Results: Participants reported feelings of disempowerment during episodes of infection in secondary care. Information is communicated in a unilateral manner with individuals ‘told’ that they have an infection and will receive an antimicrobial (often unnamed), leading to loss of ownership, frustration, anxiety and ultimately distancing them from engaging with decision-making. This poor communication drives individuals to seek information from alternative sources, including online, which is associated with concerns over reliability and individualisation. Failures in communication and information provision by clinicians in secondary care influence individuals’ future ideas about infections and their management. This alters their future actions towards antimicrobials and can drive prescription non-adherence and loss to follow-up.

Conclusions: Current infection management and antimicrobial prescribing practices in secondary care fail to engage patients with the decision-making process. Secondary care physicians must not view infection management episodes as discrete events, but as cumulative experiences which have the potential to shape future patient behaviour and understanding of antimicrobial use.

Read the full article here

Improving the health of the public by 2040

The Academy of Medical Sciences has published a report ‘Improving the health of the public by 2040’.

Over the coming decades, the UK population will face a wide range of complex health challenges and opportunities, many of which can only be fully addressed through strategies to secure and improve the health of the public as a whole. The  report explores how to organise our research environment to generate and translate the evidence needed to underpin such strategies.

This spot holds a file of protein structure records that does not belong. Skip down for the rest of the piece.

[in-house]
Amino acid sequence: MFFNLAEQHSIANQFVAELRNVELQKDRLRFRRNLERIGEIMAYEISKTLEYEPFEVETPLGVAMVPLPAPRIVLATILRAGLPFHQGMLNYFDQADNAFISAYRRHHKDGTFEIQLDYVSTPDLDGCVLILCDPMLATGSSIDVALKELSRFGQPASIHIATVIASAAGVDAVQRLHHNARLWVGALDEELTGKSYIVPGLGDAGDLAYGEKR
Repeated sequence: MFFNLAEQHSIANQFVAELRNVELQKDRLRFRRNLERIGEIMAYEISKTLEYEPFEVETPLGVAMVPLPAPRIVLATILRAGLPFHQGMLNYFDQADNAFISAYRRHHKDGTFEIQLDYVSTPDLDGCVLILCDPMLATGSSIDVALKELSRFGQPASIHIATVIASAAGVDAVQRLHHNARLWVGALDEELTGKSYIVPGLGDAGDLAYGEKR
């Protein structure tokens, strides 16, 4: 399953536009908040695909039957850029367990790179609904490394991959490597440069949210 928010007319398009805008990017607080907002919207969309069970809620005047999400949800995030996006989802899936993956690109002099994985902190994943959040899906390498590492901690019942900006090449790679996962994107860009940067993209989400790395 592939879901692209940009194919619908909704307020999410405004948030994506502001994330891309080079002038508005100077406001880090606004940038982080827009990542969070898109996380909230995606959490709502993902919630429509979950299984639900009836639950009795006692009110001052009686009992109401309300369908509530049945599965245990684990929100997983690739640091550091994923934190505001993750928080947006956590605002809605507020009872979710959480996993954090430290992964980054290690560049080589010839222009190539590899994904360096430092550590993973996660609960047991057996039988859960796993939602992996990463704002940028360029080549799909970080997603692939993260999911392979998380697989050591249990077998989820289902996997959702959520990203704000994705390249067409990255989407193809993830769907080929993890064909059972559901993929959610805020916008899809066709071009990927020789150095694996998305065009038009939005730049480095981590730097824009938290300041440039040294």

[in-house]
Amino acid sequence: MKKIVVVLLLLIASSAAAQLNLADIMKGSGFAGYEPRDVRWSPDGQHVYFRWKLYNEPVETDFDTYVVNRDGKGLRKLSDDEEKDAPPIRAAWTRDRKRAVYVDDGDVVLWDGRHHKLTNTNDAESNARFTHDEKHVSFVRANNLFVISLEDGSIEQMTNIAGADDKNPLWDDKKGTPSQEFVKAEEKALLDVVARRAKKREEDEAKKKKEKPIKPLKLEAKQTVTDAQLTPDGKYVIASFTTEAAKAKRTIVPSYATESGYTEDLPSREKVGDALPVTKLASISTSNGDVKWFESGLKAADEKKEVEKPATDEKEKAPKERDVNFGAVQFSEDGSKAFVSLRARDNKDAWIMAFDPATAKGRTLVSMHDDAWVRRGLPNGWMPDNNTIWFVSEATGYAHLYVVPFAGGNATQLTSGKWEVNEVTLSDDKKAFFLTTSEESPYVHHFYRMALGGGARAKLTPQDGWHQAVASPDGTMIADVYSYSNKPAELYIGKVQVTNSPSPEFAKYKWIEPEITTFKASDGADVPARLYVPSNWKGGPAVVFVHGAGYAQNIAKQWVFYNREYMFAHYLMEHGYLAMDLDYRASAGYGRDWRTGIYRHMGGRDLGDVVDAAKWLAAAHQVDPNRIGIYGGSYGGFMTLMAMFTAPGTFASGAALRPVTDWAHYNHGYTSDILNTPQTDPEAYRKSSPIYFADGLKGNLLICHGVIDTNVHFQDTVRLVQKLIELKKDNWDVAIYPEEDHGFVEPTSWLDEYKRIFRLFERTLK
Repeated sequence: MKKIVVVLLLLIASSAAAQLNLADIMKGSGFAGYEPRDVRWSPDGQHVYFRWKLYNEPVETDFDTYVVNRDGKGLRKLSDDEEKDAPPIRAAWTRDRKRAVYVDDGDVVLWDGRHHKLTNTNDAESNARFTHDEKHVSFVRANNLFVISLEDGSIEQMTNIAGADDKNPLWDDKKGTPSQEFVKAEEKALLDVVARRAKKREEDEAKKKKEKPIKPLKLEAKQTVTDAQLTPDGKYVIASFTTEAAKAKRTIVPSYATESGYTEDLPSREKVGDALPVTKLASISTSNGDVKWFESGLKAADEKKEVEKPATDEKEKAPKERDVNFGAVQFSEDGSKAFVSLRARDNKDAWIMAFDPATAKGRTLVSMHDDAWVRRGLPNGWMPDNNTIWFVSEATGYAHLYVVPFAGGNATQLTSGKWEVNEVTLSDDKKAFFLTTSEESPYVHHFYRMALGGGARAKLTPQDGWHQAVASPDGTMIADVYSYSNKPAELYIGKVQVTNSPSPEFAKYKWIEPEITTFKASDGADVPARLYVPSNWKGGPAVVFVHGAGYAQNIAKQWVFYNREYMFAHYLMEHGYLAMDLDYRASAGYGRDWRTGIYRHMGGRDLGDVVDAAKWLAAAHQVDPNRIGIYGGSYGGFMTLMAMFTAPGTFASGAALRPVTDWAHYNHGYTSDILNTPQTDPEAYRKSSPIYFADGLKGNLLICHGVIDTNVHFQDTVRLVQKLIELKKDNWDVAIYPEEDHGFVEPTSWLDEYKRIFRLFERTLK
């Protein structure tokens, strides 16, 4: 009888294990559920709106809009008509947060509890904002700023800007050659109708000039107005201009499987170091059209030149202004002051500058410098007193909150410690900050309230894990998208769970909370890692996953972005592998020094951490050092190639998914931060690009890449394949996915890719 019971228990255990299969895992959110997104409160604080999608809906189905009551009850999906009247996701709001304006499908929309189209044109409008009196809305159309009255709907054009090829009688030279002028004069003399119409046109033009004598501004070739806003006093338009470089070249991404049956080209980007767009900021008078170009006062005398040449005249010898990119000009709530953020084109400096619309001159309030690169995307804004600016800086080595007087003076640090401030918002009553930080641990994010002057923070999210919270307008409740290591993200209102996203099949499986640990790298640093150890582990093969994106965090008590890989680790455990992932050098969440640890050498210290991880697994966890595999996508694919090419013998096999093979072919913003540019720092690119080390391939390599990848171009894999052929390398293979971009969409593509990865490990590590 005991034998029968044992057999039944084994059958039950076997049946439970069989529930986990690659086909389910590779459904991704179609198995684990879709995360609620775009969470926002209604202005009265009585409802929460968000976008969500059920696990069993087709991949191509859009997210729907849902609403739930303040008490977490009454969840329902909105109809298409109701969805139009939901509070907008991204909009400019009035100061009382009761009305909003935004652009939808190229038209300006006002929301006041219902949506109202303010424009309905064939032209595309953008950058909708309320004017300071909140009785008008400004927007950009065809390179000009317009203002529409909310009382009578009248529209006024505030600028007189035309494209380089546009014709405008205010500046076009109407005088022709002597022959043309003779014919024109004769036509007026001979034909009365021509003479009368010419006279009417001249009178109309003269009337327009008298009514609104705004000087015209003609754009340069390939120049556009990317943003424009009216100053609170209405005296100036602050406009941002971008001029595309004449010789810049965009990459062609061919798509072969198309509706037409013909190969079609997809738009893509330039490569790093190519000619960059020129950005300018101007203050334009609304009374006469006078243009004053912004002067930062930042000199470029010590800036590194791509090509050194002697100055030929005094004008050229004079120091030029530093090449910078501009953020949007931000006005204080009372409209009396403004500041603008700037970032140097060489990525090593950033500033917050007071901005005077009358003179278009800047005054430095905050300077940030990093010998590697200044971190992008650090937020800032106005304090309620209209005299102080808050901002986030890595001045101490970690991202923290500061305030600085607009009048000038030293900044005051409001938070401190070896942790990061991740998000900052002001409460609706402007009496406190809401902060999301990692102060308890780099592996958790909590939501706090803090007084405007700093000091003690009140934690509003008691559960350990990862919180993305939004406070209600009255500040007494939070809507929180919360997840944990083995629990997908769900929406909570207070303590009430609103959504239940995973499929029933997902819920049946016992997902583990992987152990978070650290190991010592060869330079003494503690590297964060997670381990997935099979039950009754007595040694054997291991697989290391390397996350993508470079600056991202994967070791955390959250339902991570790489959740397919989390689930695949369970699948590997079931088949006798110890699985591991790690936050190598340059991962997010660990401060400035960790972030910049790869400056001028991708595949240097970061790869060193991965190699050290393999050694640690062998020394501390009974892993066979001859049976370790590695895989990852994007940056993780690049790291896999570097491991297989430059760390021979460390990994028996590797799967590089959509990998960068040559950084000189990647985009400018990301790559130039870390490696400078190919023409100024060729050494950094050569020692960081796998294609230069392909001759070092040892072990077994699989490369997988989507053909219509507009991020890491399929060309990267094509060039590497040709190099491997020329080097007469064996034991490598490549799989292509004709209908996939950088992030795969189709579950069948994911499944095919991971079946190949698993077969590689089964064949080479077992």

This report concludes that while public health research has provided fundamental insights into human health, there remains much we do not know about the complex array of interlinking factors that influence the health of the public, and about how to prevent and solve the many health challenges we face as a population.

Solving these challenges will require shifting towards a ‘health of the public’ approach, involving disciplines that would not usually be considered to be within the public health field. This is turn requires six key developments:

  1. Rebalancing and enhancing the coordination of research.
  2. Harnessing new technologies and the digital revolution.
  3. Developing transdisciplinary research capacity.
  4. Aligning perspectives and approaches between clinical and public health practice.
  5. Working with all sectors of society, including policymakers, practitioners, the commercial sector and the public.
  6. Engaging globally.

Read the full report here
Read the press release here

Improving health care through #betterconversation

Coalition for Collaborative Care| Published online: 19 September 2016

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Image source: HEE

Research shows that people often don’t take their medications or change their lifestyles after after visiting a doctor or a nurse, while only about 60 per cent of people feel they are sufficiently involved in decisions about their care.

A campaign is being launched to tackle this issue and improve the way in which health professionals and people talk.

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Image source: HEE

‘Better Conversations’ looks at how clinicians and commissioners can introduce health coaching and will provide  information, evidence and tips on how to have a more equal conversation with people and are treated as partners in their care, rather than passive recipients.

It has been described by NHS Medical Director Professor Sir Bruce Keogh as an essential part of the plan to transform the way health care services are provided, to make them sustainable.

A pilot programme of health coaching was rolled out to nearly 800 clinicians across the East of England and is now ready for national adoption. The work is driven by Dr Penny Newman and backed by the NHS Innovation Accelerator initiative to achieve the aims of NHS England’s Five Year Forward View.

View the summary here

View HEE resources here